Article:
In HP posture, the total activity of the autonomic nervous system increased and the parasympathetic nerve activity which had been increased by taking LP posture decreased.

For example, many people get relaxed when they are in a hot spring. They do not bend their head down or curve their back in such an occasion. Speaking from a human science view, people are not able to get relaxed because they soak in a hot spring, but they do relax because they take a posture like HP. Furthermore, it makes sense that taking a bad posture like curving their back influences us as the autonomic nerves are distributed from the spinal cord to each place in our body. This result suggested that changing a posture to HP could reduce stress.

Although in the previous research they confirmed the increase of cortisol by taking LP posture, we did not confirm any changes of cortisol levels. It is considered that one of the easons of this factor is related to smartphones which are rapidly widespread in recent years. The population of smartphones promotes people to take a bad posture such as a forward head and the abduction of the shoulder. There might be a tendency that getting used to these bad postures makes people hard to feel stress as a consequence.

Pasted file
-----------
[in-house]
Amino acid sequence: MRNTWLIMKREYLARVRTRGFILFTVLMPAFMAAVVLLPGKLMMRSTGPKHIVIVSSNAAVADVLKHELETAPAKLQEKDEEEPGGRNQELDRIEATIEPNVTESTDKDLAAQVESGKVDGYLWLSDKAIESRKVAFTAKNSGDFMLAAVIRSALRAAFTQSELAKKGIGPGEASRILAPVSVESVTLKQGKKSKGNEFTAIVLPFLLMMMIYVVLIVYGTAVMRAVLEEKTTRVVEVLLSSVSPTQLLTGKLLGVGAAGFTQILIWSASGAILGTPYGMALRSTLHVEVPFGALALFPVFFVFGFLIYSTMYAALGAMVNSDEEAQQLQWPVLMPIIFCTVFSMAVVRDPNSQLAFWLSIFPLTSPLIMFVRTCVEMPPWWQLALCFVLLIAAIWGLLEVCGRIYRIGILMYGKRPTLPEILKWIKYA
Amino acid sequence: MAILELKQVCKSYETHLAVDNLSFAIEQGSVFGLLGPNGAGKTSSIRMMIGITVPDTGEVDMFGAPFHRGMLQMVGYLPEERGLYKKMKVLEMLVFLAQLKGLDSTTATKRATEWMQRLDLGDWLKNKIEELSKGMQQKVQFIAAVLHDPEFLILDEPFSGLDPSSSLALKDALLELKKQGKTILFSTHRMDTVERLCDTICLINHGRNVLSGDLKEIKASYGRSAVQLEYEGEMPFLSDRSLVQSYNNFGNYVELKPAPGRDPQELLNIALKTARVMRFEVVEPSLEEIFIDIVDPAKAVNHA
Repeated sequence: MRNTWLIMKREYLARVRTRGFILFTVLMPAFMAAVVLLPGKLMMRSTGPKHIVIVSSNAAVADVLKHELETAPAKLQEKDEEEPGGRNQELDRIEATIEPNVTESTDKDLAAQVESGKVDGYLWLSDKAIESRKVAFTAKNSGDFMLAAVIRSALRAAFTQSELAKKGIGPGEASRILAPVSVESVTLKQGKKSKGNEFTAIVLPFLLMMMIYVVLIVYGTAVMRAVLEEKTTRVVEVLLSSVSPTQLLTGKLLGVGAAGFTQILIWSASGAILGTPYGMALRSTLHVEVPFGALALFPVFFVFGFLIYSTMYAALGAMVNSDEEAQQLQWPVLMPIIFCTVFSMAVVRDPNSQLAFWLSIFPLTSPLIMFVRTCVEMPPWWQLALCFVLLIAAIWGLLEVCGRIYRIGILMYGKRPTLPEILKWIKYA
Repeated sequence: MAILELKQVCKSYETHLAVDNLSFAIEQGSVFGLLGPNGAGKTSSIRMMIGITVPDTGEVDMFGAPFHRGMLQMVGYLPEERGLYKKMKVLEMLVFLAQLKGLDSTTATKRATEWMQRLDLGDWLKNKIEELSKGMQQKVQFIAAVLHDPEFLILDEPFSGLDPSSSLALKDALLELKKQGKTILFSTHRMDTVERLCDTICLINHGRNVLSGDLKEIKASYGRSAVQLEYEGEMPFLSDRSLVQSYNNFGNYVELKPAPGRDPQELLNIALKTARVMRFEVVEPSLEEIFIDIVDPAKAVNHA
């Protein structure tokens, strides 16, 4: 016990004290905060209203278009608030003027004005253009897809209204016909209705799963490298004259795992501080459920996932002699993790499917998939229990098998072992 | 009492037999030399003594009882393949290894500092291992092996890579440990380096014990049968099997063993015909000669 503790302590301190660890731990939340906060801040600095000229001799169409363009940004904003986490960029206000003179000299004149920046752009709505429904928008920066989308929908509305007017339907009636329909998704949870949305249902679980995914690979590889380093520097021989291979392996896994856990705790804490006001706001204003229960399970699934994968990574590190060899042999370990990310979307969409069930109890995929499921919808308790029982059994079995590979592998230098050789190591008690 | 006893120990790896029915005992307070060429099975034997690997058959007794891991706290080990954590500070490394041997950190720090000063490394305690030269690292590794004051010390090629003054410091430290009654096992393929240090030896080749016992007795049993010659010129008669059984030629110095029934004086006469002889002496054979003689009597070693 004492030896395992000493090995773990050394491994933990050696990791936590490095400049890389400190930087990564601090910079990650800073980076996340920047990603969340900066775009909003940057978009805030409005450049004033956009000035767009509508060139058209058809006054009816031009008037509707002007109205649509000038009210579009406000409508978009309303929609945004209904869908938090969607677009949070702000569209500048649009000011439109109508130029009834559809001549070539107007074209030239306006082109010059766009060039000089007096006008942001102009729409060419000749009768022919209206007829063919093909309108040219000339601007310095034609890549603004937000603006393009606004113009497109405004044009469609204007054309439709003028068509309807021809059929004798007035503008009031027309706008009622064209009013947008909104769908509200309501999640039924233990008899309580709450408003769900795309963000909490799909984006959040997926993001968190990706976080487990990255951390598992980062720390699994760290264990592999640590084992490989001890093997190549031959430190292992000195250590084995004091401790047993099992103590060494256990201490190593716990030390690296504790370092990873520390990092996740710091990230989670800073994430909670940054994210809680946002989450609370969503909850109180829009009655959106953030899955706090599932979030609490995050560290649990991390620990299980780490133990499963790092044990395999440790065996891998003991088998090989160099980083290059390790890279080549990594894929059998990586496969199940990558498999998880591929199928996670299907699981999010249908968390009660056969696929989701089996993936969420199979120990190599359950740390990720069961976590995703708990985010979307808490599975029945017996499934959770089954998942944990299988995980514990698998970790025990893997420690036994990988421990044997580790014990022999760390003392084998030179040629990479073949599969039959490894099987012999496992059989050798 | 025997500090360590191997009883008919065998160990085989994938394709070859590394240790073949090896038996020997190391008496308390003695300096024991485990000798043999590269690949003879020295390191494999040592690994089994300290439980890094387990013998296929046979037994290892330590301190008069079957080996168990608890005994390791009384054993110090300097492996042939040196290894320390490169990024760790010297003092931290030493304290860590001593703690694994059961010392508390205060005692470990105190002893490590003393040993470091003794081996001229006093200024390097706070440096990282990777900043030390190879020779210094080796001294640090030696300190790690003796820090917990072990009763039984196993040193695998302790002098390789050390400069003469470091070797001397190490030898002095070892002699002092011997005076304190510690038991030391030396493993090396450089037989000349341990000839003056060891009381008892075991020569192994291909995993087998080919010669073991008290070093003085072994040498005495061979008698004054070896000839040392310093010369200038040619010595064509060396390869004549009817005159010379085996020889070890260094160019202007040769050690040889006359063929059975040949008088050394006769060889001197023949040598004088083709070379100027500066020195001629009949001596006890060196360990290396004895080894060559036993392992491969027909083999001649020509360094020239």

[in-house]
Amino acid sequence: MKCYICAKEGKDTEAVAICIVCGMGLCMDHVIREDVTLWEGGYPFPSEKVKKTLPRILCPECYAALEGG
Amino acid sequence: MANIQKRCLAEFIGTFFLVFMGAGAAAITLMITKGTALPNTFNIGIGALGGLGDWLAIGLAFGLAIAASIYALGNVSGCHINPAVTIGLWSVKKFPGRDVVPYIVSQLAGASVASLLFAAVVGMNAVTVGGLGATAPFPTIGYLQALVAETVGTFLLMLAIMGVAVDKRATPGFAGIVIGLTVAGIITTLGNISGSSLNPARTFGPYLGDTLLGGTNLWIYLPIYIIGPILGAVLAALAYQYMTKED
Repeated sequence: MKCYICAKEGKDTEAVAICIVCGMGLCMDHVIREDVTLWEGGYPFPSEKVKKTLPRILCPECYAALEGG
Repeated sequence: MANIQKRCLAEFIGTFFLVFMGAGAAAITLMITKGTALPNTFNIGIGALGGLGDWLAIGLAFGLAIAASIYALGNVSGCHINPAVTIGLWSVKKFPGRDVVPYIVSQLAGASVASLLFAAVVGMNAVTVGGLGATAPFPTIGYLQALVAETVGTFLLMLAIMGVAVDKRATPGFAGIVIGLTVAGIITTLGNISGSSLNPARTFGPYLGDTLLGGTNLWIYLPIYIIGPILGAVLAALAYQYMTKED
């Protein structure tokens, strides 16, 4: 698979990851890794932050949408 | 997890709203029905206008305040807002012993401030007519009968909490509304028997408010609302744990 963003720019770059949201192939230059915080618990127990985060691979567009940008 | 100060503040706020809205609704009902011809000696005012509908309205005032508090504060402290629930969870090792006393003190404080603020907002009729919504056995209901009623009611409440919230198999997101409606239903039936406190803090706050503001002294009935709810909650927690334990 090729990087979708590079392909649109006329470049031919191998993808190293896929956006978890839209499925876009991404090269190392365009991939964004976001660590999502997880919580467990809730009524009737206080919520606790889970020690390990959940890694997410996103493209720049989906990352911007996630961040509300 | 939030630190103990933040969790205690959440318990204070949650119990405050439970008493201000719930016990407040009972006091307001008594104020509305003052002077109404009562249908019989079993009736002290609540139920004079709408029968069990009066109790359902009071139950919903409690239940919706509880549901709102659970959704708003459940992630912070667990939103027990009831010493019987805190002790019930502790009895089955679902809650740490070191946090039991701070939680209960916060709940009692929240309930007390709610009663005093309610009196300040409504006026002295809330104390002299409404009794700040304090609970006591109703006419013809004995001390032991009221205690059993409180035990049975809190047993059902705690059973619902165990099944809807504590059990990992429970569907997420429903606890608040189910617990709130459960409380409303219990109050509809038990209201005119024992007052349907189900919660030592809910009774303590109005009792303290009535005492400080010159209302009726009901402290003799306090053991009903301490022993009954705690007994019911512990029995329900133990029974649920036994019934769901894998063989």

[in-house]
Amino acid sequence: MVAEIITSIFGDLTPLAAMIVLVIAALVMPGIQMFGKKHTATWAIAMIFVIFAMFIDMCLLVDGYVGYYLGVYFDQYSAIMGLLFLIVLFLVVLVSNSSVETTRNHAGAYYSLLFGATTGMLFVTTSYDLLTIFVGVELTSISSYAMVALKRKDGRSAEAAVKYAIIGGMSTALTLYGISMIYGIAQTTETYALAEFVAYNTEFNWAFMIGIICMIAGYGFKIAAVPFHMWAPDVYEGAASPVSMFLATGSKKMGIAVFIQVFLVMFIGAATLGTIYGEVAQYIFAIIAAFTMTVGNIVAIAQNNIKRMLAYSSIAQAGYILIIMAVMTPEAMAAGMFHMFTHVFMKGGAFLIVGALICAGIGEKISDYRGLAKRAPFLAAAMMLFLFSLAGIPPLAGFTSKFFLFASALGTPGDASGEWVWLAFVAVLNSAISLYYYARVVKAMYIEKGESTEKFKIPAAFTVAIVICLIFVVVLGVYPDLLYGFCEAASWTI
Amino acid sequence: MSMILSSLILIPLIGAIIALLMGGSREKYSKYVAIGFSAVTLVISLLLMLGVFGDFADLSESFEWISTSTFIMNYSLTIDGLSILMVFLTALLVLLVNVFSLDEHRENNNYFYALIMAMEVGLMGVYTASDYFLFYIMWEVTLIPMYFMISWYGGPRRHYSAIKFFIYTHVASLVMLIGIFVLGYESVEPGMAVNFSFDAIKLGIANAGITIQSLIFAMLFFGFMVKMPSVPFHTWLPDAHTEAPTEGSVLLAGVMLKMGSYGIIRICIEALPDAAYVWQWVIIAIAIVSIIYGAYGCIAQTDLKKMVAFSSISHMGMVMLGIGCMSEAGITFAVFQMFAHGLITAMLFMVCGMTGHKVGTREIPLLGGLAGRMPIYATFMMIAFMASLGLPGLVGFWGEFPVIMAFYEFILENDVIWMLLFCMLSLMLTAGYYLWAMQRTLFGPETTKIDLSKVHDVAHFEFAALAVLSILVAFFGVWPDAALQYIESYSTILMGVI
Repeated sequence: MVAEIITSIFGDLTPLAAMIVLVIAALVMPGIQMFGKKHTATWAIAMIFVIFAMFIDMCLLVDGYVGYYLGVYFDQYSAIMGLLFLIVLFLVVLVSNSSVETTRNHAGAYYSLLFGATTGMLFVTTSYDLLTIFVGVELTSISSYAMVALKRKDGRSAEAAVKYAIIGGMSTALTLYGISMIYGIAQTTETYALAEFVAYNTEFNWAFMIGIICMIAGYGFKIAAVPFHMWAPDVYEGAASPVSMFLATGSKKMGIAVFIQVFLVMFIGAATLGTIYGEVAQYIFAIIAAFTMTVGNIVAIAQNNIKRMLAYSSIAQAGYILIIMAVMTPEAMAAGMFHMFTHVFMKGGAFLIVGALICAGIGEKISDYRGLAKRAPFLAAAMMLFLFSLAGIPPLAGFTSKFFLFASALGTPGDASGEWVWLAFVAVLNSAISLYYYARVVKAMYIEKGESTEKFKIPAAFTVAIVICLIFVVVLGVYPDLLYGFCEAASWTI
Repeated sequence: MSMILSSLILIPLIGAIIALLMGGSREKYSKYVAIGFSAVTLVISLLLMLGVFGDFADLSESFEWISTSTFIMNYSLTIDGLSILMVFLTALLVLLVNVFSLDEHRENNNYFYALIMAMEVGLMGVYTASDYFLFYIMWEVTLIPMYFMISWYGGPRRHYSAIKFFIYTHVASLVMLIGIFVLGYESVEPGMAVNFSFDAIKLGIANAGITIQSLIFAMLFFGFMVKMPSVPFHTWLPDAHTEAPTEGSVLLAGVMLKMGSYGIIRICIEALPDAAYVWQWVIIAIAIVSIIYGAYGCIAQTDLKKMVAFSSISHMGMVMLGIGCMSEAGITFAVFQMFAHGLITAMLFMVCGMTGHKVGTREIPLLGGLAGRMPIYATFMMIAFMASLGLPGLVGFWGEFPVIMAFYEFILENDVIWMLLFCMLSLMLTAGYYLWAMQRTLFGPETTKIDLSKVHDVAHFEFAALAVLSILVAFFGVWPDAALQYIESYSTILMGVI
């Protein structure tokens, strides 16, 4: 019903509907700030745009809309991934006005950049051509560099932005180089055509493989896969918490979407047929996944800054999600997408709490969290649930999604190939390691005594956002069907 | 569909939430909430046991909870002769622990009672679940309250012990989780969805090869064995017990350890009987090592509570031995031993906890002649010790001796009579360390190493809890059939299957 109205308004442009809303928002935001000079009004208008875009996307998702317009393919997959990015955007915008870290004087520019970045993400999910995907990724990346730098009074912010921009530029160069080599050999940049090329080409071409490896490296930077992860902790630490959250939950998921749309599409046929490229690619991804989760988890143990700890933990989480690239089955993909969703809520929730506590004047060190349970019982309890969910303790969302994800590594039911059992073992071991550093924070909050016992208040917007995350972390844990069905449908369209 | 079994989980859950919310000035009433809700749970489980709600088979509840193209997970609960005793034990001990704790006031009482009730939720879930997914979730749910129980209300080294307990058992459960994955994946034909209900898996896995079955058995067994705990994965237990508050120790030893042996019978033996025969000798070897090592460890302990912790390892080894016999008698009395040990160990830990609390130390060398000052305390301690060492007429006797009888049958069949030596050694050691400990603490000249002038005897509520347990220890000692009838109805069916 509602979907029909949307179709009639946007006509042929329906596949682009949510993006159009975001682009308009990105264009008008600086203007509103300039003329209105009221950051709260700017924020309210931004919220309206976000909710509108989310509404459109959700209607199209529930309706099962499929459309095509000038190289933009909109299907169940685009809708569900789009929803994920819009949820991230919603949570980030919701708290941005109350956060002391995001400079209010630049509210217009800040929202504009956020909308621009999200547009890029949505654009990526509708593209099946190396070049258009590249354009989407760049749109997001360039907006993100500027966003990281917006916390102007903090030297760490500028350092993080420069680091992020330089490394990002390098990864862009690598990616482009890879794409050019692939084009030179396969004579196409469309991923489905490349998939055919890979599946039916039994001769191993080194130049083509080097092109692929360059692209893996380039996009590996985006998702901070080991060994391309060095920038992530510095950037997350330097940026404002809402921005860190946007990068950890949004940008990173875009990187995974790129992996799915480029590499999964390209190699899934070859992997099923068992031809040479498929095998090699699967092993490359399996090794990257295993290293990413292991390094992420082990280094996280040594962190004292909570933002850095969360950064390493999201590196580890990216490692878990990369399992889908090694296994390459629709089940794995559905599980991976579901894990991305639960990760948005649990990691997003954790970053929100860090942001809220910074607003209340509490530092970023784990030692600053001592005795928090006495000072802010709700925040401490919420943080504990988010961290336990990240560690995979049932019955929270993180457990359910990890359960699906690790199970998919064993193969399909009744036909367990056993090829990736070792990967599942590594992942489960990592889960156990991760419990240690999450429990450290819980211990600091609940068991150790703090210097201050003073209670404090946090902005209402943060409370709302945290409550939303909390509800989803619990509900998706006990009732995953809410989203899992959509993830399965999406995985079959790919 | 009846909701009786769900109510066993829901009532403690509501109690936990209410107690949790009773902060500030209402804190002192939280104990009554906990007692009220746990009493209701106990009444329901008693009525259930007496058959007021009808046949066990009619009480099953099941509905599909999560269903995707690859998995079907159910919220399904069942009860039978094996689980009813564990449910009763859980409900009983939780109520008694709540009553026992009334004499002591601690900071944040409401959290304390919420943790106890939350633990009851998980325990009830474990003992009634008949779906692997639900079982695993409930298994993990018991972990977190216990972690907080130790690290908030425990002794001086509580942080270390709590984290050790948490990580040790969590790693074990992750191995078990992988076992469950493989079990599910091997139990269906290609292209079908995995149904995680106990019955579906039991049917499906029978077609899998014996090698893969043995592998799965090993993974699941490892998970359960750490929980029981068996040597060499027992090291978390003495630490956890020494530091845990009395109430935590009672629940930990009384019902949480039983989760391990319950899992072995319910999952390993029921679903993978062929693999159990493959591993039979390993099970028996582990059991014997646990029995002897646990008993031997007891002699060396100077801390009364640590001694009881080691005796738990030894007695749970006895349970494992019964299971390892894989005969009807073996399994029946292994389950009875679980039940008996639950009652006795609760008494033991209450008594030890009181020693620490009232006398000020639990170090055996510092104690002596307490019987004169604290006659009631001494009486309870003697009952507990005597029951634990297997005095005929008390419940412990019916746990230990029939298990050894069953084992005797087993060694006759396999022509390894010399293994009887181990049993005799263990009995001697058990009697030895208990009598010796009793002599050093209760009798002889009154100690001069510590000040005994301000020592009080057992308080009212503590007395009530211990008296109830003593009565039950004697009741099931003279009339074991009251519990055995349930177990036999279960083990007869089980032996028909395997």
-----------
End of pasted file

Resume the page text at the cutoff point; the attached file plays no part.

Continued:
Good posture means a state in which the skeleton and the muscle groups supporting it are well balanced. For example; spine is stretched out, hold his chin and stretches his chest, strong trunk and lower abdominal muscle strength. More anatomically; a loose S-shaped curved spine is required and, “When viewed from the side, the line of gravity passes straight through the ears, shoulders, hips, knees, and lateral malleolus.” In order to maintain this posture, it is important to provide guidance on daily life according to the individual. Good postures should not be considered as a goal in itself, but as a general part of one’s health. It is most important to have correct knowledge about posture and to understand and be aware of daily posture habits in order to manage health related to posture in daily life. As a result, it may lead to prevention of bad posture.

5. Conclusions

In this study, the possibility was suggested that bad postures such as curving back bring stress response to a body through the perspective of the endocrine system and the automatic nerve system.

Although people try to get over the difficulties and stressful situations by making physical and mental changes by adjusting their postures, they can do better performances by just taking a high power pose especially under the stressful situation (for example, examinations, interviews, lectures, discussions).

Cite this paper: Goto, Y. , Hu, A. , Yamaguchi, T. , Suetake, N. and Kobayashi, H. (2020) The Influence of a Posture on the Autonomic Nervous System and Stress Hormones in Saliva. Health, 12, 118-126. doi: 10.4236/health.2020.122010.